Editors: Queen of Hearts, Marshy, LamB
V.O Artist: Seraphim
Listen to this Chapter.
I Killed the Immortal
By: Oro Prizyvaushiy
The crypt’s doors didn’t even get close to me. I could clearly see the brown-haired guy who tried to crawl towards the exit but ran out of time in the moonlight. The blond guy, however, was harder to see, since he laid a bit farther away. I was probably only able to recognize him due to his outline. Nevertheless, the bloodstains that hadn’t yet clotted glistened under the moonlight, making picturesque scenery.
And, of course, there was me in all my glory. The blood was dripping from the crowbar in my hand; my body was covered in it, too. My half-decayed clothes made me either look like undead or a crazy maniac who escaped from an asylum. My first half-hour in the homeworld was way different than what I had imagined.
The man under the tree was looking at it all with a silent grin. His shadowed figure was not very visible, but somehow I could see that grin in detail. It looked like he was unfazed by what he had seen… it might’ve even amused him.
“Demon,” I stated, coming out into the light.
He looked perfectly human; there were no horns, no tail, no hellfire in his eyes. But I was not that blind to mistake a demon for a human. His habits and manner of speech clearly gave him away.
“Oh!” The demon briefly raised his eyebrow without moving. “You really learned something from Vissarion.”
I was staring at him indifferently. After this evening’s events, I only wanted a few things—to get away from here, to get some rest, and to search for new information. Talking to demons at the cemetery near the bodies of the assholes—which I had murdered—wasn’t on my list. I gripped the crowbar tighter.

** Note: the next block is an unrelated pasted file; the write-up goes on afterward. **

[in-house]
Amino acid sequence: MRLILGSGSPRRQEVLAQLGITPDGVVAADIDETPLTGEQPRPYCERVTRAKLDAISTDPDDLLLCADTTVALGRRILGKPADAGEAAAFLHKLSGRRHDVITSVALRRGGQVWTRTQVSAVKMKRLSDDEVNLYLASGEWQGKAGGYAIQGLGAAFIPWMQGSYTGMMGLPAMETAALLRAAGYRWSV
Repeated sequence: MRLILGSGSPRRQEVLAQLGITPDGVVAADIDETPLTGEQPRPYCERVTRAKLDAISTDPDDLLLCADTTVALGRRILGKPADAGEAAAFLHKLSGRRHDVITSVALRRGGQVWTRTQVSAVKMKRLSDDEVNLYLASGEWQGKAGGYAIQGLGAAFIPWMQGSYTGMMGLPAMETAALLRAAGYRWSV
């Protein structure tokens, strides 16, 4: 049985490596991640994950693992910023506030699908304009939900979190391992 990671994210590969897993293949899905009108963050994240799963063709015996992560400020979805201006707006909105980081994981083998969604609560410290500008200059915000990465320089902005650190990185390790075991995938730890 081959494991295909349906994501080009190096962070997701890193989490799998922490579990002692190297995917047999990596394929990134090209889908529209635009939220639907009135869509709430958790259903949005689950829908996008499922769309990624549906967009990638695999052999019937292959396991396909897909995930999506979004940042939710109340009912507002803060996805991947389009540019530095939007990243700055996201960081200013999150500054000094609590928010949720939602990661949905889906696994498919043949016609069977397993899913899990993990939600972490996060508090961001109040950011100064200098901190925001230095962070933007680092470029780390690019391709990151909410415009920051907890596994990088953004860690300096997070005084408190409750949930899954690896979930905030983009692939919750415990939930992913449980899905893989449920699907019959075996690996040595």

“Get to the point.”
Demons can be divided into two different types: those who try to kill you and those who try to tempt you. This one looked more like the second type—someone’s messenger, probably. But I shouldn’t let my guards down. Sometimes, those demons will actually turn out to be the first types.
“You are in such a hurry as if you actually have a reason to be so.” The demon moved with his arms crossed on his chest. It started to annoy me.
“And you act as if I came to you, and not vice versa.” I retorted, pulling the thing that used to be my shirt off my body and wiping off the stickiest bloodstains with the dilapidated cloth.
The demon shrugged.
“How do you like my gift?”
“Gift?” I raised an eyebrow.
“I thought that I’d have to step in. I was going to come inside, tell you who they are and what their fathers did… and maybe even help you kill them. But you successfully did all of that on your own.”
“I succeeded,” I nodded. “But why should I believe that it was your gift?”
“It wasn’t hard to lead them here,” the demon stated. “I told them that, supposedly, there was some powerful artifact in Sergey Gottfried’s grave and that it could only be acquired especially tonight…”
“You don’t understand the question,” I interrupted him. “Why would you even give me a gift in the first place?”
“Oh, that.” My interlocutor lightly chuckled. “You see… I need your help.”
Oh, of course, you do. I knew for sure that you wouldn’t tell me what exactly you want from me.